Solids As you heat a solid, the particles begin to vibrate more rapidly as the kinetic energy increases. The organization of the particles within the solid begins to break down. The solid eventually melts and becomes a liquid. The melting point is the temperature at which the forces holding the solid together are overcome by the kinetic energy of the vibrating particles.
Solids When a liquid turns back into a solid, we call this process freezing. Most solids are crystalline in nature and we call them crystals. Look at page 339 for a discussion of various crystal structures. I will not ask about crystal structures on the test, however, for those who are curious, take a look.
Solids allotropes Some solids can exist in more than one form. We call these different forms of the same element allotropes. Carbon is an example: Diamond, Graphite, Buckyballs
Amorphous Solids Solids which do not exist in crystalline form are called “amorphous” solids, because they lack an ordered internal Rubber, plastic and structure. Rubber, plastic and asphalt asphalt are all examples of amorphous solids. GlassGlass is another example of an amorphous solid. Glasses are supercooled” liquids sometimes called “supercooled” liquids.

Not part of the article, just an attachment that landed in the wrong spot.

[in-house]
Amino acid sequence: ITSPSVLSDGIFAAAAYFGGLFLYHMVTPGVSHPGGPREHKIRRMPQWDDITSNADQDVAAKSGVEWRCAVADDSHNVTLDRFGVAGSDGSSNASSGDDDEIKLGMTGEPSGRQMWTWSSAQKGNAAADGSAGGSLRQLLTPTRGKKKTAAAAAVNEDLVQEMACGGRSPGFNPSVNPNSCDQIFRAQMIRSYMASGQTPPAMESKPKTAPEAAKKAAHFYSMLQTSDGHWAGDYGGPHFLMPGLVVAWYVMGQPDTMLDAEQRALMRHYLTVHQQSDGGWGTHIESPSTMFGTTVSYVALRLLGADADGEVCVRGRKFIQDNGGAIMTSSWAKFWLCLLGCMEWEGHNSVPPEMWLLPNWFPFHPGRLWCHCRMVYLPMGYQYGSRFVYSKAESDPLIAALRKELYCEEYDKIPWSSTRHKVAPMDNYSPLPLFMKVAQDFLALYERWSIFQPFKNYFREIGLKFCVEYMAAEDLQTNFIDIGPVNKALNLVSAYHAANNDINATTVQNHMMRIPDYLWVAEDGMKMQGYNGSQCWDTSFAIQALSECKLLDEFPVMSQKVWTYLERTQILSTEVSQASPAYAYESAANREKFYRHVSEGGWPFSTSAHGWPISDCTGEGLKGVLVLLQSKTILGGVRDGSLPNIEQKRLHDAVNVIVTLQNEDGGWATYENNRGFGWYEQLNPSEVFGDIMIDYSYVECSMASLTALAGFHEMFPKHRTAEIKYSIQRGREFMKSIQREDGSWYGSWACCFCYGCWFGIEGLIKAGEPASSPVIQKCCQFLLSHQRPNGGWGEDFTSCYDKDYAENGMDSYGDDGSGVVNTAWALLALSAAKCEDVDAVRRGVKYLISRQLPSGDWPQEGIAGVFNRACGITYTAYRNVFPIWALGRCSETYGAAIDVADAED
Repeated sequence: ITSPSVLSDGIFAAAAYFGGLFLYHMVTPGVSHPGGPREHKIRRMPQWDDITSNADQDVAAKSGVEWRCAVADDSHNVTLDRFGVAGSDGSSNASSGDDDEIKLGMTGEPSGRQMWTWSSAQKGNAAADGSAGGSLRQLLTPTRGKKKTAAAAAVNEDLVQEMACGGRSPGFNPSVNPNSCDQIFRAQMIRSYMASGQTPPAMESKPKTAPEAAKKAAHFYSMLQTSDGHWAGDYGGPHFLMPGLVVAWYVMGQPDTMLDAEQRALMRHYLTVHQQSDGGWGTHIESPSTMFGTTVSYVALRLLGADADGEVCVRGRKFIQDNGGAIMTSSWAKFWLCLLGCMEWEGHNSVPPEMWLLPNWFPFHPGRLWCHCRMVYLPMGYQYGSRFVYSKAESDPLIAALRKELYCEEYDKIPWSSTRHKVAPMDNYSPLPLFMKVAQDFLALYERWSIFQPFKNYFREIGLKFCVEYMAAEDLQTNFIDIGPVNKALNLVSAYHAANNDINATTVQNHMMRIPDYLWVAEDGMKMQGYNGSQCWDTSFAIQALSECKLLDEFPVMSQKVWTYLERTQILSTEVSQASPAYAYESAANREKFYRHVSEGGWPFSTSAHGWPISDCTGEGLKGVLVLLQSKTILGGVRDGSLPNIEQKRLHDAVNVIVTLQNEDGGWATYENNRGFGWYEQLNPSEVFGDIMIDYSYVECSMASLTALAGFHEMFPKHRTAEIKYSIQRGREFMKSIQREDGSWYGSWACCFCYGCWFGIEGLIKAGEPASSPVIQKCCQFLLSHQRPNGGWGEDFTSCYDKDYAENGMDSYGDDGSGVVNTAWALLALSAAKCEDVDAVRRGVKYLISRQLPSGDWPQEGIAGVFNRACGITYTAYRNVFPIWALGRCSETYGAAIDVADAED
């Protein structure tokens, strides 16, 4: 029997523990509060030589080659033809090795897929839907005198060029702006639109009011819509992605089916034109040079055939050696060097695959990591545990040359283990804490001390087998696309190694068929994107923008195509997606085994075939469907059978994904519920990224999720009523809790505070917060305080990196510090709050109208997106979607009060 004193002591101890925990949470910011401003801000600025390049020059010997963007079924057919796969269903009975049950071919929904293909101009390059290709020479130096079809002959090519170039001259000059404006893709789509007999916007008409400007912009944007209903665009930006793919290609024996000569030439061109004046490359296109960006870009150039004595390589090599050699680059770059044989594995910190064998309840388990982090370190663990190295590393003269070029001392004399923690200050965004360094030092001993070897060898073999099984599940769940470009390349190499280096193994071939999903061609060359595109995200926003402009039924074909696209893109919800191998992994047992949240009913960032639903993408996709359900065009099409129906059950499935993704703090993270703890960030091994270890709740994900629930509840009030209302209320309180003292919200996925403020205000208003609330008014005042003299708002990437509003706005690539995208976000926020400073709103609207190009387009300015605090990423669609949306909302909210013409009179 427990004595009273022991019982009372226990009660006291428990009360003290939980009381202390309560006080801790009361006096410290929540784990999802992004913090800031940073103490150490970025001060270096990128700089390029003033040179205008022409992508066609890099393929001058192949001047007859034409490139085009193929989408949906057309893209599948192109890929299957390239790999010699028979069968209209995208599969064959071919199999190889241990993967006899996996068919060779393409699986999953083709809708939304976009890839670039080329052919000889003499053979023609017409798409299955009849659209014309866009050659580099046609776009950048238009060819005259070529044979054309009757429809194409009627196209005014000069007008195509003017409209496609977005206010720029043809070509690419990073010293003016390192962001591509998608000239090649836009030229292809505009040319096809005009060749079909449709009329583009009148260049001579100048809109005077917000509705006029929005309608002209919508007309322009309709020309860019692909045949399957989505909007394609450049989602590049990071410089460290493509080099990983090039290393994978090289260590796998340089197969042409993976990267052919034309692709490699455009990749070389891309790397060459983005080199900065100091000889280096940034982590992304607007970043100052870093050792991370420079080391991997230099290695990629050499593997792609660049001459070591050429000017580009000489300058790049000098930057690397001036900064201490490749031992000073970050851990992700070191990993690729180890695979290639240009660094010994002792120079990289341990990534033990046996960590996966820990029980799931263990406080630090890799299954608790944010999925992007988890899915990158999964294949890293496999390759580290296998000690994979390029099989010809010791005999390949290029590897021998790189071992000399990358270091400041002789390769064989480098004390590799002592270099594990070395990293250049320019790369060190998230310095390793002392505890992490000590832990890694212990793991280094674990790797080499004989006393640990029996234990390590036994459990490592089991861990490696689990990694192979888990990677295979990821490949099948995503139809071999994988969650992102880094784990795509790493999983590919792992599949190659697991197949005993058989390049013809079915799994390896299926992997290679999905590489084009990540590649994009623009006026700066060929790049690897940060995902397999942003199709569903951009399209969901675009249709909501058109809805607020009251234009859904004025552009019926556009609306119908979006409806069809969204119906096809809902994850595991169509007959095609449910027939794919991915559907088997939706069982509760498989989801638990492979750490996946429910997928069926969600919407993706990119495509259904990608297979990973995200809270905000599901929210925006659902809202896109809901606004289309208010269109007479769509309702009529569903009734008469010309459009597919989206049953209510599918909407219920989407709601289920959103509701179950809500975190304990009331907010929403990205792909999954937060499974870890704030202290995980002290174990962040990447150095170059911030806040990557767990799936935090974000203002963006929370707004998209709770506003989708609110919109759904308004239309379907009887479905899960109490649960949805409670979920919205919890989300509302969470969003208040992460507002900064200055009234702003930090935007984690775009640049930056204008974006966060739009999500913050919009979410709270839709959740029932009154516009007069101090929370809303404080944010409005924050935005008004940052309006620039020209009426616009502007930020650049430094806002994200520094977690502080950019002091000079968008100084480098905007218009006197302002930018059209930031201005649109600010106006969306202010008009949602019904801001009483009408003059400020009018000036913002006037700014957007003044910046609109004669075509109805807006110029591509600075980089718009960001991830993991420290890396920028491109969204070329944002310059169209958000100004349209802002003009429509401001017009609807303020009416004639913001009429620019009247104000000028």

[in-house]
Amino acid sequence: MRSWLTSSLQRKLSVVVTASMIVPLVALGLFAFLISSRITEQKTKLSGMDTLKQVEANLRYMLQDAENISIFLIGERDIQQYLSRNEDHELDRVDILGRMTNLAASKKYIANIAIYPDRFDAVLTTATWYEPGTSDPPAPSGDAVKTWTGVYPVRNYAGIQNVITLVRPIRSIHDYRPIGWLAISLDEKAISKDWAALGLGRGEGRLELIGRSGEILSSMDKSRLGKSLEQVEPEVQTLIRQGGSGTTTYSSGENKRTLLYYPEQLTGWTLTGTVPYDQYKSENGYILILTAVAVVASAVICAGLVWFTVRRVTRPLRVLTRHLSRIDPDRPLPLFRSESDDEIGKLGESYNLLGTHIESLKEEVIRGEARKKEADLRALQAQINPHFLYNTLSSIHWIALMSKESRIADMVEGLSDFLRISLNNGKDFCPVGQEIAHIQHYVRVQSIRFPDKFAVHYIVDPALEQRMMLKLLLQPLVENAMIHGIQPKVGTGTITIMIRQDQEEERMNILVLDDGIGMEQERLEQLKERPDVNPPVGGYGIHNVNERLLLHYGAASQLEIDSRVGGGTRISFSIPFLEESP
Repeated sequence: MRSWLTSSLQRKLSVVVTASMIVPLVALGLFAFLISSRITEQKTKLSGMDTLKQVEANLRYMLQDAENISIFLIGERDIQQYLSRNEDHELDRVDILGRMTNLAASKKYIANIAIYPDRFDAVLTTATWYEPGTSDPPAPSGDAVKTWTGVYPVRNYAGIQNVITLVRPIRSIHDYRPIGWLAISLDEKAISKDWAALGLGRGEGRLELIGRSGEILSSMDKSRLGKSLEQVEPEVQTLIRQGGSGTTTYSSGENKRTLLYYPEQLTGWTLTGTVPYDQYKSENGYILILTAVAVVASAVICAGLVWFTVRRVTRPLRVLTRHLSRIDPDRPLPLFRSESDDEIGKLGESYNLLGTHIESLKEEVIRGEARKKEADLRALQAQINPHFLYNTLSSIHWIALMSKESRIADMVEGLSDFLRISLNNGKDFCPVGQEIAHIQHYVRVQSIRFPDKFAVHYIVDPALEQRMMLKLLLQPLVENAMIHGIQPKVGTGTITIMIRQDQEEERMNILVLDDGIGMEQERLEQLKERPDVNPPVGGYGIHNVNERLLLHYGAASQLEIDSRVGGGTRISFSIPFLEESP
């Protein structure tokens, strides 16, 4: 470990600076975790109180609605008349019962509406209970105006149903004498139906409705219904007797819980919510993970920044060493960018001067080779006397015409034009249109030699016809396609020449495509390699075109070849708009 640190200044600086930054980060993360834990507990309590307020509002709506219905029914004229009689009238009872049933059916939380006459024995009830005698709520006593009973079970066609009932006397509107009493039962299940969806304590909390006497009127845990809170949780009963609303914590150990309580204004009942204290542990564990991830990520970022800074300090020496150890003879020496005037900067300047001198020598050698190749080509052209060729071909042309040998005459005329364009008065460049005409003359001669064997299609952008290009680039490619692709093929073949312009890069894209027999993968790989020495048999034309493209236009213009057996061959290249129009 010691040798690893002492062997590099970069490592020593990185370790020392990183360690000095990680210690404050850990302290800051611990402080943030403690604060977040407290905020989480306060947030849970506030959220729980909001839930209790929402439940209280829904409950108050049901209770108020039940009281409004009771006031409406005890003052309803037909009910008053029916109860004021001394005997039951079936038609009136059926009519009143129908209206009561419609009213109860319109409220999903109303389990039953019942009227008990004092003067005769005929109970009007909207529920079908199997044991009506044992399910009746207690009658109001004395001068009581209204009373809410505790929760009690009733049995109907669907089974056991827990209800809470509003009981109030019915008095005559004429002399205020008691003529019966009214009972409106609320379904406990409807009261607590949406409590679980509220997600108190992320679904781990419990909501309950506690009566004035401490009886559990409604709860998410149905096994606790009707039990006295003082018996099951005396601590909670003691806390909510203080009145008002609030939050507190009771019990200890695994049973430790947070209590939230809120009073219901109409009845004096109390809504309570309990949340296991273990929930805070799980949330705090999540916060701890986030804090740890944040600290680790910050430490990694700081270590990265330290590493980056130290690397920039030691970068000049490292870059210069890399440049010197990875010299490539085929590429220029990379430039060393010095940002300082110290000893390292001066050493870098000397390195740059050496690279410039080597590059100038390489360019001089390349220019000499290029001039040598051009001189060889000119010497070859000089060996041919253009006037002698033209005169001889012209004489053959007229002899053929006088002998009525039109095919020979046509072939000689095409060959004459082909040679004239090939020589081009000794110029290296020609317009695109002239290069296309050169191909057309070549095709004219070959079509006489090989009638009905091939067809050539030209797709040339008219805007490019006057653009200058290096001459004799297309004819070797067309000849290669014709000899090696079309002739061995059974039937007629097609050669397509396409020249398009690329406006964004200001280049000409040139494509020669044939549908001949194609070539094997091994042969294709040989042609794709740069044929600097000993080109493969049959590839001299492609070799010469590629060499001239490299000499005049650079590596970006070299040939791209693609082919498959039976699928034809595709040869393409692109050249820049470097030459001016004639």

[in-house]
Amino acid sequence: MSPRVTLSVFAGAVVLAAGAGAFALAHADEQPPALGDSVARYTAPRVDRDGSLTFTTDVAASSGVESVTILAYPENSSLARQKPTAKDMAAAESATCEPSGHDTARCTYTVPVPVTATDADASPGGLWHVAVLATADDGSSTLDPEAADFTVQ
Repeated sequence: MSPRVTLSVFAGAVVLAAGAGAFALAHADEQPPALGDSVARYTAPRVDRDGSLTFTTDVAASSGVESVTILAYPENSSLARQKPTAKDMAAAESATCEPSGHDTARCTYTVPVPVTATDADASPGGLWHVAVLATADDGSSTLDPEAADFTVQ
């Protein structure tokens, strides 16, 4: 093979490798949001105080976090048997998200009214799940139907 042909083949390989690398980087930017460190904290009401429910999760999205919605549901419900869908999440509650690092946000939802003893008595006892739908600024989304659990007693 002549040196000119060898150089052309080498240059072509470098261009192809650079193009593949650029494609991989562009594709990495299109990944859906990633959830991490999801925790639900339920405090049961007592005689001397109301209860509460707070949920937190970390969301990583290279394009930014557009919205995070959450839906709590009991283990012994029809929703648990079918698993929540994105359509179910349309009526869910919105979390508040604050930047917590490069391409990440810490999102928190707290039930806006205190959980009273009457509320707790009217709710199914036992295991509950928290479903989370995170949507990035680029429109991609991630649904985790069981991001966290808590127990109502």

Changes of Phase and Equilibrium phase A phase is any part of a system that has uniform composition and properties. (Solid,Liquid or Vapor) Phase change A Phase change occurs when the dynamic equilibrium of a system is stressed and modified. Equilibrium Equilibrium is a dynamic condition in which two opposing changes occur at equal rates in a closed system.
Phase Diagrams The relationships among the solid, liquid and vapor states is defined by the heat absorbed or released by the substance. All three Phases can be represented in a graph called a “phase diagram.”
Phase Diagrams Each region represents a phase. The lines represent the conditions at which those two phases are in equilibrium. The graph has temperature on the independent (x) axis and pressure on the dependent (y)axis. all the points The Curve represents all the points in which a phase change can occur.
There is a phase diagram for every pure substance. When you cross a line in the graph you are going through a phase change!
Melting & Boiling Points normal melting pointIf you look at the graph at standard pressure (101.3 KPa or 1atm), the point on the line where the solid and liquid are in equilibrium is known as the “normal melting point.” normal boiling point.Continuing across the graph at standard pressure you will find the point on the line where the liquid and vapor are in equilibrium. This point is known as the “normal boiling point.”
Phase Diagrams critical pointAt the top right of the diagram you see something known as the critical point, which for water is 225 atm and 374K. critical pointDo some research and discover the definition of the critical point. (Pg 347) critical temperature While you are at it define critical temperature.
Triple Point triple point A unique feature of a phase diagram and matter is the “triple point,” This point is the temperature and pressure at which all three phases of matter are present and in equilibrium.